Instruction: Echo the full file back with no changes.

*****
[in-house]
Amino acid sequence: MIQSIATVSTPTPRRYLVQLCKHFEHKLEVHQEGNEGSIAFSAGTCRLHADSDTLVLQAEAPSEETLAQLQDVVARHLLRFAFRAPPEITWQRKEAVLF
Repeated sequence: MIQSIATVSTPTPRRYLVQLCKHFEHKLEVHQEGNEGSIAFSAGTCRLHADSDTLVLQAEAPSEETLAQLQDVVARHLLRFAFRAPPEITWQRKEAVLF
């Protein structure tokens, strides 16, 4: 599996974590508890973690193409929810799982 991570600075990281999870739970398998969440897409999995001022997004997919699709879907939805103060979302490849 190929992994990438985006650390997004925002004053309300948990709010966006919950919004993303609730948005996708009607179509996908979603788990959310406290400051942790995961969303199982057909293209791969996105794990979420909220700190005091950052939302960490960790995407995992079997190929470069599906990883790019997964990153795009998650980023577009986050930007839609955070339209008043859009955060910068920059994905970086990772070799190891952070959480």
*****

[in-house]
Amino acid sequence: MIQSIATVSTPTPRRYLVQLCKHFEHKLEVHQEGNEGSIAFSAGTCRLHADSDTLVLQAEAPSEETLAQLQDVVARHLLRFAFRAPPEITWQRKEAVLF
Repeated sequence: MIQSIATVSTPTPRRYLVQLCKHFEHKLEVHQEGNEGSIAFSAGTCRLHADSDTLVLQAEAPSEETLAQLQDVVARHLLRFAFRAPPEITWQRKEAVLF
């Protein structure tokens, strides 16, 4: 599996974590508890973690193409929810799982 991570600075990281999870739970398998969440897409999995001022997004997919699709879907939805103060979302490849 190929992994990438985006650390997004925002004053309300948990709010966006919950919004993303609730948005996708009607179509996908979603788990959310406290400051942790995961969303199982057909293209791969996105794990979420909220700190005091950052939302960490960790995407995992079997190929470069599906990883790019997964990153795009998650980023577009986050930007839609955070339209008043859009955060910068920059994905970086990772070799190891952070959480």